A friend of mine applied for a job and received a test task to write an application that should be using a singleton. He decided to follow the fourth approach among the ones listed here (“not quite as lazy, but thread-safe without using locks”). I also think that this is most elegant although .NET-specific singleton implementation. Yes, it is not as lazy as other alternatives, but it is lock-free, and I’d always go for minimalistic code first and make it more complex later based on additional requirements.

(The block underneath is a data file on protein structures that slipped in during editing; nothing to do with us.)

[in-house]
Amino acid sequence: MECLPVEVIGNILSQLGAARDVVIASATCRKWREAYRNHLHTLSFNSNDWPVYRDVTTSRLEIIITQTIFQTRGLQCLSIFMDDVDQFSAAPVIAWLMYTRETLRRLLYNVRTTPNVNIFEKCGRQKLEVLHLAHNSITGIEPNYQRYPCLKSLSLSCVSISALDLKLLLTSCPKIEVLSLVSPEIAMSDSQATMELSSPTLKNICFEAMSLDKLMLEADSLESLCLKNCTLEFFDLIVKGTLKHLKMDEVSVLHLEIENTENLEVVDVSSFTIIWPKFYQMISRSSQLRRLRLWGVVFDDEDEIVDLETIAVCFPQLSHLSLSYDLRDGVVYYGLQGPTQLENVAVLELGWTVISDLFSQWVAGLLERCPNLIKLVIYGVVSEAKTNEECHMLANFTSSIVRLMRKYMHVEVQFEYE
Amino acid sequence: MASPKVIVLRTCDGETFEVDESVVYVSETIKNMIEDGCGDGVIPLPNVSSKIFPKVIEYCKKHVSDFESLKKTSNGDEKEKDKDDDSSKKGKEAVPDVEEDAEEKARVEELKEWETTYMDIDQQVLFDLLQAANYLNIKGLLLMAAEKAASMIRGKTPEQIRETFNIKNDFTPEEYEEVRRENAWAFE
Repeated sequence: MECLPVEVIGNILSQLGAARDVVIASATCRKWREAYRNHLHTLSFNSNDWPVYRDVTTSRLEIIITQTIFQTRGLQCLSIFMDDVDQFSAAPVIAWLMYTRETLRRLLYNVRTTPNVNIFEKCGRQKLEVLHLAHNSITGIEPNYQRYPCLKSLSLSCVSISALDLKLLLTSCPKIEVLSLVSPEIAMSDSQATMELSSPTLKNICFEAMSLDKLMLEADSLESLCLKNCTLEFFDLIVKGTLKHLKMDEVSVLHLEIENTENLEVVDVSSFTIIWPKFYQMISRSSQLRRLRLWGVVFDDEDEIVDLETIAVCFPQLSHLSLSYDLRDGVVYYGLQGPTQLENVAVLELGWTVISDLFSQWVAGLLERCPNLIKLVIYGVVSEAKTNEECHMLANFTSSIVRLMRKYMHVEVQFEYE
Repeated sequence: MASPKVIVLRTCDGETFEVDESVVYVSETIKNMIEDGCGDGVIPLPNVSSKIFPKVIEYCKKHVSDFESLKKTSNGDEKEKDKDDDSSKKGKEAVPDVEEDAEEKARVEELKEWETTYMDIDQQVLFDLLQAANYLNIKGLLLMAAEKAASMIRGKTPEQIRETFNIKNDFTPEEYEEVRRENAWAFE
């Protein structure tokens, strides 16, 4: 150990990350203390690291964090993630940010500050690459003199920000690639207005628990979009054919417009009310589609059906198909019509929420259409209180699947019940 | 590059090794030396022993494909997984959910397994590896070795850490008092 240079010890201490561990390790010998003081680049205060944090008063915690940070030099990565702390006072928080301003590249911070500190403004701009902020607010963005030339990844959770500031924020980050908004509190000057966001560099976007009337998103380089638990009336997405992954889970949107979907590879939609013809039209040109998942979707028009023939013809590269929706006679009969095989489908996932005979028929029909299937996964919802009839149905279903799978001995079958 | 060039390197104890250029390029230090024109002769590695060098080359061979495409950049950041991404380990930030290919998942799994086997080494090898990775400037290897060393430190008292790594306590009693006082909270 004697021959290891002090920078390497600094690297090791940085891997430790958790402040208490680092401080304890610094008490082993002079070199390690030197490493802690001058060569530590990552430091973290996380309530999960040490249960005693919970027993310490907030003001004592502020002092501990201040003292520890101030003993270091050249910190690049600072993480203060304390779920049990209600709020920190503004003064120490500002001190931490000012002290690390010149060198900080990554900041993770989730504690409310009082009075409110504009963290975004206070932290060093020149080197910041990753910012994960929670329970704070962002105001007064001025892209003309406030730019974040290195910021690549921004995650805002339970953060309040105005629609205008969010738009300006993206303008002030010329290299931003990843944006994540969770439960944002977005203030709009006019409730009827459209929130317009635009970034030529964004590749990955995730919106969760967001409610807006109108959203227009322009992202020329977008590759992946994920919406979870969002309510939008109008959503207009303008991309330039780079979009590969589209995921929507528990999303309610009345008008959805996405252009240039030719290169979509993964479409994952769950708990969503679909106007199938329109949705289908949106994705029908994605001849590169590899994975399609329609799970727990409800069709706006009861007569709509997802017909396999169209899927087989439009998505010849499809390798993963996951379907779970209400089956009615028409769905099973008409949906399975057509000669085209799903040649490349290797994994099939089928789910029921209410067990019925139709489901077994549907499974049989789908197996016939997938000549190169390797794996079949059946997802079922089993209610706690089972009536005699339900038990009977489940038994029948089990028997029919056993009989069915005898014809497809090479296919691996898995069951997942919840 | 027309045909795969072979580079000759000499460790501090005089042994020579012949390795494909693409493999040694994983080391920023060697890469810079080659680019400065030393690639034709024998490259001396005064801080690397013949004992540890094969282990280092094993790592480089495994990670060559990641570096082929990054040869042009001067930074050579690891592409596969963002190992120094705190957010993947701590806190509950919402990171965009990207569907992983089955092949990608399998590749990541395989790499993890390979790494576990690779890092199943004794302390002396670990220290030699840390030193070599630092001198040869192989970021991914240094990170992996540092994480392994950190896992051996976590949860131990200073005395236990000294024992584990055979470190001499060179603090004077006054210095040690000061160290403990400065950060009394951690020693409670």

Unfortunately, my friend’s suggestion has been rejected. And one of the reasons: “not thread-safe singleton”. I guess the guy who verified the code was looking for locks and refused to believe that code can be made thread-safe without using them. The suggested solution was just too clever for him.
So my friend was not hired, but I said to him that he should not regret. I am not sure I’d personally enjoy working for somebody so fixated on his own decisions. Still there may be a lesson learned from such failure. Perhaps when presenting our solutions to others we should evaluate if they can be unexpected for those who is going to review them, and in case of such risk add a brief explanation about why we made our choice and what other alternatives could be considered.